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Harry Brogan
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January 31, 2017 · in Automotive · · 15 · 2.4K

Once again I am in the realm with my fourth FLH Classic. I decided to build this one using both black metallic and blue metallic Dupli-Color from the auto parts store. As with 99% of the kits this was packaged nicely and was missing no parts.

As with a lot of the kits I build one of the first things that I do is to go through and strip the chrome off of a number of parts. In this case that included the wheels. I just didn't feel as though the chrome wheels would look right with the direction that I was going.

Next up is the engine. This too had multiple chrome parts that needed to be stripped. The photo takes you from stripping to priming to almost final paint. Paint is a matte black with the metallic gloss black to help bring out the details.

Frame went together with little, if any, issues. Although, as is always the case, you must keep an eye on the rubber grommets that go on the inside of the frame for the mounting of the fuel tank. Yes, you DO need those...

This is the priming and painting of the main body parts. This is done early on to allow for plenty of time for the paint to cure out as I knew that I would be handling these parts later.

This is the rear trunk and the lights and wiring. These particular lights are the 1.8mm LED's. Everything that's seen here will not be viewable once the model is put together. But I wanted you to see the wiring on the inside.

This is the frame that has the engine mounted as well as the battery case, oil tank and the rear fender. Again, other than the tight fit for the battery case, these went together with little effort.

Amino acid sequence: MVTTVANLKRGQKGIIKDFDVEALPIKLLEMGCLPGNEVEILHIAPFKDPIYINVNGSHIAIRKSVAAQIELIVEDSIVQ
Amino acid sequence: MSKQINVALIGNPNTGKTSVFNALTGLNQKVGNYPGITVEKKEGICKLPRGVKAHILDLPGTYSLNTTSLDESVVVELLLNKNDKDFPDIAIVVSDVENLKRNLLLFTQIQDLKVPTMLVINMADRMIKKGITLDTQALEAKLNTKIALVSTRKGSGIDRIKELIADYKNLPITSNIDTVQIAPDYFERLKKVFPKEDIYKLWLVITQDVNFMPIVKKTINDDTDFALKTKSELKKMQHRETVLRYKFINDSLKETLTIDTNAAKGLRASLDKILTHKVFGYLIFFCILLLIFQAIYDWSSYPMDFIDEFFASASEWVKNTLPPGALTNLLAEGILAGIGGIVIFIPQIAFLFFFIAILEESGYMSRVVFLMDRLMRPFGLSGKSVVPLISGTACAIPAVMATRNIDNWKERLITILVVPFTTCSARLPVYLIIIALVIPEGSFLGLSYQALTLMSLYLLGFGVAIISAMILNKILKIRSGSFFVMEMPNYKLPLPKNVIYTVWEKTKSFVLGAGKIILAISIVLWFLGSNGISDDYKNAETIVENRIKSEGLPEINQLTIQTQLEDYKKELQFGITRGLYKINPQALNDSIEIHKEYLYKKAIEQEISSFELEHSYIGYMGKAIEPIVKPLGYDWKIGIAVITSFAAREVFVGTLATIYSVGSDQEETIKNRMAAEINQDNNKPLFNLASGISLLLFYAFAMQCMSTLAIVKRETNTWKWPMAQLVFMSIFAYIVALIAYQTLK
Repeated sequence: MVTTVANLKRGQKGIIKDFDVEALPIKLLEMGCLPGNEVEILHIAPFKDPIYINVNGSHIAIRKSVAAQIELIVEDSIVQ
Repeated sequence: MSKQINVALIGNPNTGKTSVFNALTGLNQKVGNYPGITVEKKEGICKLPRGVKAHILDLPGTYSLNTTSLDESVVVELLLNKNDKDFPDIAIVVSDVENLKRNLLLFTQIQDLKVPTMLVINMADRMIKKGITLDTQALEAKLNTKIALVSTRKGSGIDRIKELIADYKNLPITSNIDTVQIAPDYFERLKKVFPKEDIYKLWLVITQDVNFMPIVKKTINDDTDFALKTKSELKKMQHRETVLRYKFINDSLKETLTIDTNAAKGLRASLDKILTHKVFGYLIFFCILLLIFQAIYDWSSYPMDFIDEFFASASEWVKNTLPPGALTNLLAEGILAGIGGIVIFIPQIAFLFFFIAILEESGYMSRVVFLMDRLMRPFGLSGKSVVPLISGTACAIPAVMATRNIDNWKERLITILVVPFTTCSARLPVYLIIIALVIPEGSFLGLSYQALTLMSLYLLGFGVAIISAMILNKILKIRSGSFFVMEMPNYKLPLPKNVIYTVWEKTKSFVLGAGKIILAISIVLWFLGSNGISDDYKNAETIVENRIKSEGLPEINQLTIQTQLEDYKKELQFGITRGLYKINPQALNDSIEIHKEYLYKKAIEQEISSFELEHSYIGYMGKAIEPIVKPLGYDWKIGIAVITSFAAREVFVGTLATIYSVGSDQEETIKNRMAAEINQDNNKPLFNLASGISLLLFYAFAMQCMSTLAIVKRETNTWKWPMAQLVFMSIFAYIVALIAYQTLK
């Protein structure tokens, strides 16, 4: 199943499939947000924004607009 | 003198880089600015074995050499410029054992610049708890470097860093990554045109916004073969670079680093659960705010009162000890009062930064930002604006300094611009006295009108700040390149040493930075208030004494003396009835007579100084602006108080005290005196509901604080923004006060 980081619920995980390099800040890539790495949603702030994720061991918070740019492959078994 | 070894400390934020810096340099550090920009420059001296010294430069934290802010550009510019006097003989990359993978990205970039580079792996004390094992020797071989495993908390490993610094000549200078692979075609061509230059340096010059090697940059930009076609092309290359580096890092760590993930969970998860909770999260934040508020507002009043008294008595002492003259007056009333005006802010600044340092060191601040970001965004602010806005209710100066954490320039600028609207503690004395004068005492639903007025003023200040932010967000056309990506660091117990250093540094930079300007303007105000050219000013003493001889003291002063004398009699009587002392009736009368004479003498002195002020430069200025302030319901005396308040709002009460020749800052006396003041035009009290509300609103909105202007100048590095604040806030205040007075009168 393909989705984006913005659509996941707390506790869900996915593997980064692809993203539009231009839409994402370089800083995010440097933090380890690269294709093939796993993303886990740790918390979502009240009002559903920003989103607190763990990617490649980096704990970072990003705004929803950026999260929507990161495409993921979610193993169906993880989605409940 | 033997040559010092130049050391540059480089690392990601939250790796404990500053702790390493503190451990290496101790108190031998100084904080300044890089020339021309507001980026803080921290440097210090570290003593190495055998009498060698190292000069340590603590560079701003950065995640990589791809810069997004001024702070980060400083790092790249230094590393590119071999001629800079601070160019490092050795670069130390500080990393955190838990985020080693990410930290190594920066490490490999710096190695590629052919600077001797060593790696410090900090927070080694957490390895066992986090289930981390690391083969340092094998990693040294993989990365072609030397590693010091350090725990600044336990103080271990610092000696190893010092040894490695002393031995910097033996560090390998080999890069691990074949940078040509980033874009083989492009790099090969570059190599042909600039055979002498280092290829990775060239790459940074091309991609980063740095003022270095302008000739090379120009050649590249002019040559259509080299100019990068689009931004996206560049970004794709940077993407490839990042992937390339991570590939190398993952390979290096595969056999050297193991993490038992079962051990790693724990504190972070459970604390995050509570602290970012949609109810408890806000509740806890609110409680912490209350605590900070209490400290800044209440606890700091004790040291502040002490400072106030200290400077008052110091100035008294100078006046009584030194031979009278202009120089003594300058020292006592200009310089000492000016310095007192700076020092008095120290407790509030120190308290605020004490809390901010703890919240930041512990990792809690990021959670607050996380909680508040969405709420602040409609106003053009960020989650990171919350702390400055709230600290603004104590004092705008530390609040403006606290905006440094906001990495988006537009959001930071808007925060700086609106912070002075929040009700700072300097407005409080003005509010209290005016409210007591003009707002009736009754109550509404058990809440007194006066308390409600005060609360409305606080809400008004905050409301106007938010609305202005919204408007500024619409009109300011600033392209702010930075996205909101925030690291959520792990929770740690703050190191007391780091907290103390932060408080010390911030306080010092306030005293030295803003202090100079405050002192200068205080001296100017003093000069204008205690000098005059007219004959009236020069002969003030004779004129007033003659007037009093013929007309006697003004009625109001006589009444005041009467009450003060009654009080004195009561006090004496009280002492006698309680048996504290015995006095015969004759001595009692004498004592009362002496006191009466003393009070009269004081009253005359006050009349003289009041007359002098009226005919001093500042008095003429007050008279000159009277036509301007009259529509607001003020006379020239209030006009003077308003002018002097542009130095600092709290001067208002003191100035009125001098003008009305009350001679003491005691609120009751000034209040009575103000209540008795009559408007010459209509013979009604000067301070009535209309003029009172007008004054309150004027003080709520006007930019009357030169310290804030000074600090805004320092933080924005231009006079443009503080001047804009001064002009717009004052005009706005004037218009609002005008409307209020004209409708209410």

This is the test of the rear lighting after the fender had been installed. The lights used here are the 1.8mm LED for the red brake light and the turn signals are the SMD style LED's. These are the 0402 size and are about as big as a pinhead with wires that are smaller than angel hair pasta. I decided to give these a try due to the extreme small wire size as I thought that it might be a bit easier to hide.

I decided to go with the blacked out rear shocks. This included stripping the chrome yet again. And since part of these are metal they had to be sanded and primed separately.

I am always impressed with the seat spring setup on the Tamiya 1/6 scale models. They go together quite nicely and, after installation, continue to work like they are supposed to.

These are photos of the front forks. A closeup of the fender and then a photo of both sides before installation onto the bike.

And here it's finally starting to look like a motorcycle. This is where the fun really begins as all of the wires, hoses and lines that are visible will soon be placed at their required locations. I have added the positive and negative battery cables as, surprisingly, that's one of the things that Tamiya managed to leave out. Also, the wiring for the lights will also be hidden away.